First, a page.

Friday, November 9, 2007

Like Every Other Night

Like every other night, he awoke around midnight and needed very badly to pee. And as he also did every night, he cursed the choice he made years earlier to take the first-floor bedroom, ceding to the children the second floor, which also included the bathroom. So instead of being able to walk sleepily in the dark a few feet to piss, he had to turn on the light and climb the narrow, century-old creaky wooden staircase to make his way to the bathroom. Usually he made it without pissing himself; actually, he always made it without pissing himself, but some nights it was a close call. This was one of those nights.

A decade earlier he had been diagnosed with Type 2 diabetes, and so urination was something that was on his mind more than it probably was for most people. High blood sugar leads to frequent urination (the least of its effects, which also include blindness, stroke, heart attack, and the one that really haunted him, amputation), and although his sugar was mostly under control these days, it could always be under better control, and he could rarely go more than 3 or 4 hours without having to go to the bathroom. Long gone were the days of his childhood, when his mother would marvel at how long he could go without peeing, sometimes an entire day or more, it seemed, in his memory.

The cat, white and gray, must have stirred when she heard him rising and turning on his bedroom light. When he opened the bedroom door and stepped into the living room, she was waiting, on her haunches, just inches from the door. Her motionless patience made her presence timeless; she could have been waiting there 15 seconds or 3 hours, it was impossible to tell. She trilled a throaty greeting to him as he passed by, then beat him to the top of the stairs when she realized where he was headed.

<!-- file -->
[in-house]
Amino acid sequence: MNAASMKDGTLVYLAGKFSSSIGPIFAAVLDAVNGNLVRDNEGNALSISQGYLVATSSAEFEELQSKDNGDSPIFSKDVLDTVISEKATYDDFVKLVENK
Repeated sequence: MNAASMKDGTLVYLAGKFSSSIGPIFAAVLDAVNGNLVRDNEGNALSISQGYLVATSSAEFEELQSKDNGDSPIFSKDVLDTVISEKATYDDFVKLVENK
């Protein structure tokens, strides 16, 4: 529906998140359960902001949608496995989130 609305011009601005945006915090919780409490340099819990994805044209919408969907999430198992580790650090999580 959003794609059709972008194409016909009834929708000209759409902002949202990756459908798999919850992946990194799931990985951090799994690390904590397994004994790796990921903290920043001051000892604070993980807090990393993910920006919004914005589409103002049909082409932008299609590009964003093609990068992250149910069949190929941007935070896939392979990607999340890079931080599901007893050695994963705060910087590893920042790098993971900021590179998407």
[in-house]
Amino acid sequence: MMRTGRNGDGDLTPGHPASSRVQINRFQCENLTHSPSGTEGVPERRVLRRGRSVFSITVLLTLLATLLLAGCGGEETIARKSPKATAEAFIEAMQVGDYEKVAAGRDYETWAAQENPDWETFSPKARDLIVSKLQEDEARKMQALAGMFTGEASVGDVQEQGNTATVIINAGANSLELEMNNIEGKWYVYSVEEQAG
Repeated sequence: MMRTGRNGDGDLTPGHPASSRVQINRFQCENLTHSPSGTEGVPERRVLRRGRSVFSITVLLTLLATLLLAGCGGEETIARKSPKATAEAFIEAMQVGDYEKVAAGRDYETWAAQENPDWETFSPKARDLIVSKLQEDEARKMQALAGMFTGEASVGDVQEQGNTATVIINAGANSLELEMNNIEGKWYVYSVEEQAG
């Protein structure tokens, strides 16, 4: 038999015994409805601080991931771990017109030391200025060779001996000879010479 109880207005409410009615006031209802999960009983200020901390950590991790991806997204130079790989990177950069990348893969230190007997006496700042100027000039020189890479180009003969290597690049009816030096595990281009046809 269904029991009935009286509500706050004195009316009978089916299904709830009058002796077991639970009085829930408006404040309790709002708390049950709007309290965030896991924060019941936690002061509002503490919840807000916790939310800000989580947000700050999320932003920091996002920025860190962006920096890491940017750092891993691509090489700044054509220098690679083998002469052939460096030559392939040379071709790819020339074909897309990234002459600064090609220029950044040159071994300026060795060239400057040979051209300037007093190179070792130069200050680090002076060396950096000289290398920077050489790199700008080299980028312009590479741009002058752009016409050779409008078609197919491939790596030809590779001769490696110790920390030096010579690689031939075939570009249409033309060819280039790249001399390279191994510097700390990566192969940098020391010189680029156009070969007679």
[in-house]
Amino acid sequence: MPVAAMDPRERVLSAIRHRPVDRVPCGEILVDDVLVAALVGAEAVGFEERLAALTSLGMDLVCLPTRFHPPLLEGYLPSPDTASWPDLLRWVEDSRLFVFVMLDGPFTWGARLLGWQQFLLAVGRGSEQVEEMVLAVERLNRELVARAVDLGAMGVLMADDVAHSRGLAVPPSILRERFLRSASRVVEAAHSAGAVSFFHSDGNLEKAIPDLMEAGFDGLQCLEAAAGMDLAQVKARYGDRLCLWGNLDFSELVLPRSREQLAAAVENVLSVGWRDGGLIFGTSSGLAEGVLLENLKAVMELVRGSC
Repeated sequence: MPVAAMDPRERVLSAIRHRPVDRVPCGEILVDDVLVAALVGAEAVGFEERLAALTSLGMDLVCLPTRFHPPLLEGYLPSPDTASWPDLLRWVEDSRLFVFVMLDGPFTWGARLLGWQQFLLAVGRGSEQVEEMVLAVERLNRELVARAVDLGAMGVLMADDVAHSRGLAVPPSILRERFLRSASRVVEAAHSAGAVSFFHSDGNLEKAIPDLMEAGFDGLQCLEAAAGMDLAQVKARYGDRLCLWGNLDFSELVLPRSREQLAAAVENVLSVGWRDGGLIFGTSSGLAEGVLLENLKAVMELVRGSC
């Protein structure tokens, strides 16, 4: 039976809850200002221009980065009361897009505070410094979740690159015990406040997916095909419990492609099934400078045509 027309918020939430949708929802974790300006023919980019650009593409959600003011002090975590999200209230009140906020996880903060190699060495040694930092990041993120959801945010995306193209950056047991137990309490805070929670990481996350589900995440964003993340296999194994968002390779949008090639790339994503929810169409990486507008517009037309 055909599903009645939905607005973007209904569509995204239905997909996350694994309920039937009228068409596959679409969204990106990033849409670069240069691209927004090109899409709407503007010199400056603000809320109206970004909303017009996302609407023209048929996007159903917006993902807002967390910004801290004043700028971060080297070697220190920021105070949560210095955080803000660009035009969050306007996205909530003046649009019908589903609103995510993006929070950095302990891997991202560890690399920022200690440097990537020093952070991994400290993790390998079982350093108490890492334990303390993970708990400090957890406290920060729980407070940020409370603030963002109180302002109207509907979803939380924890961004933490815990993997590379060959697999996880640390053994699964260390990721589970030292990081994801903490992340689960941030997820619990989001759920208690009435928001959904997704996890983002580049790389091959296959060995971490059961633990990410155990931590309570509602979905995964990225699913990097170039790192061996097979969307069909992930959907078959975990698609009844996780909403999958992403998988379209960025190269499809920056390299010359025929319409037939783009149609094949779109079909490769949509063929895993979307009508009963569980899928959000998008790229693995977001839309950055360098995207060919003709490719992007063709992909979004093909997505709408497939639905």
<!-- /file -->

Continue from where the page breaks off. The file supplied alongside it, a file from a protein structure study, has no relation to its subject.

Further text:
Like every other night, the music coming from his daughter’s room was too loud. If it was too loud because it was too loud, or because it was Insane Clown Posse, he couldn’t say. If it had been one of the bands who he and his daughter both liked, like Death Cab for Cutie or The Beatles, perhaps he would not have quietly opened the door, reached in and turned down the volume. But it wasn’t, and he did, and then he closed the door and headed toward the bathroom.

And so finally he got relief; it wasn’t the sweet relief of youth, when an empty bladder felt like it would never fill again, and every piss was the last you’d ever need to take. Rather, it was a ten-years-of-diabetes session that never really seemed to end, but rather just to came to an unwilling stop, like an Oscar Award winner with more to say but the orchestra drowning him out. Like every other night, of late, he wondered as he exited the bathroom if he should try one more time to empty himself, just a bit more.

But like every other night, he just wandered back downstairs, defeated, tired and old.

The End